Thursday, August 23, 2012

Know your suburbs

Today Feargus O'Sullivan had a nice post in the Atlantic Cities called "Why I Moved Back to the Suburbs." The post's slug tells us (no, not like that) that an earlier title was "Why the Suburbs Have the City Beat," which is appropriate since he's talking about Desmond Dekker's old neighborhood.

There were several confused responses, many of which assumed that by "suburb" O'Sullivan was referring to a prototypical suburb like Yorktown Heights or Rio Rancho. Some, like Sarah Goodyear, assumed that it was a difference of British versus American usage, but it isn't. I've seen the same confusion among Americans; the Times has had at least three articles over the past fifteen years calling the Upper West Side "suburban."

The official definition of "suburb" is a place outside the city limits. But the city limits have changed. Neighborhoods that we would call "downtown" today, like Greenwich Village, Mayfair and the Marais, were all suburbs once. From that official perspective, O'Sullivan's "suburb" of Forest Hill is within the County of Greater London, and thus just as much an inner-city neighborhood as his old neighborhood in Hackney. Greenpoint here in New York City, which he disparages, has a similar administrative status.

The problem is that there are several features of suburbs that catch our attention more than whether they are within the city limits. We often essentialize these features and assume that all suburbs are that way. When someone says "suburb" they may actually be referring to just a few of those features, or even a single one.

To help with this confusion, I have put together this field guide to suburbs. The next time you come across a puzzling use of the term "suburb," just pull up this post and you should be able to sort things out. And the next time you're planning to write about "the suburbs" or "suburban attitudes," please do us all a favor and make it clear which features of the suburbs you're talking about.

Suburban-official: Outside the limits of a large city. By this feature, none of the neighborhoods that O'Sullivan mentions are suburban. Medway is the closest suburb to him. Official-suburbs in the New York area include Guttenberg (the most densely populated municipality in the United States) and Wyandanch (one of the poorest municipalities in New York State).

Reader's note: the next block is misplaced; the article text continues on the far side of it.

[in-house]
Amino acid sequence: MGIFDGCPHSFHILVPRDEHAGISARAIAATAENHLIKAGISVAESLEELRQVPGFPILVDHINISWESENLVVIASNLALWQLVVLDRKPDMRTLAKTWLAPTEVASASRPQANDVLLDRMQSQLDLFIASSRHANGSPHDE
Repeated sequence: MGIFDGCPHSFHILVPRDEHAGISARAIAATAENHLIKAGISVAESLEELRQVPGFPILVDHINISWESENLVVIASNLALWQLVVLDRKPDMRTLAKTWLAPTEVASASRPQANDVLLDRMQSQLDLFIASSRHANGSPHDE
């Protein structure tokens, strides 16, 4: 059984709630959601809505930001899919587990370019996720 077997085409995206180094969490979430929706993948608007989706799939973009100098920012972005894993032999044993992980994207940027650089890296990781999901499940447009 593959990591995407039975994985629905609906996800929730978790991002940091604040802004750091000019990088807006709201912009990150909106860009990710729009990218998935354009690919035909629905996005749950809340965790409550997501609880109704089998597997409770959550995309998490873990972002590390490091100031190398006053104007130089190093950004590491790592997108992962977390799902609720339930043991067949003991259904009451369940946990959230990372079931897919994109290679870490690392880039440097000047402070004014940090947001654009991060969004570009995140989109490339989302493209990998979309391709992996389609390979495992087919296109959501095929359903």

Suburban-rich: Richer than inner neighborhoods. By this feature, Forest Hill (median income £24,397) is slightly less suburban than Shoreditch (£28,028). But European cities have always had different income distributions than North American ones. In France, suburbs ("banlieue") are associated with poverty, even though there are plenty of wealthy suburbs, like Neuilly where Nicolas Sarkozy was mayor. New York has wealthy "suburbs" within the city limits like Forest Hills and Riverdale, and outside like Montclair and Chappaqua, and plenty of poor districts on both sides of the city line.

Suburban-white: Higher percentages of people of European ethnic backgrounds than inner neighborhoods. This is very typical of the United States, a result of the "white flight" of the 1960s and 1970s. Again, this is reversed in Paris. O'Sullivan's Lewisham is 56% white, while Hackney is 47% white. Notable New York-are counterexamples are Mount Vernon, home of P. Diddy, and Union City (84% Hispanic).

Suburban-bland: "There was nothing going down at all," is how Lou Reed put it. This is hard to quantify, because Jenny's parents probably thought there were lots of things going down. It's certainly clear that there are plenty of neighborhoods outside city limits with active cultural scenes (even for teenagers) and plenty of inner city neighborhoods without much going down. If your measure is funky coffee bars, there are plenty in Bergen County.

Suburban-low-density: This may be what O'Sullivan is really using, but it's all relative. Certainly, his Forest Hill is at least as dense as Greenpoint. There are some New York suburbs that have tried density, including Stamford, Scarsdale, Hackensack, and if you accept them Riverdale and Forest Hills.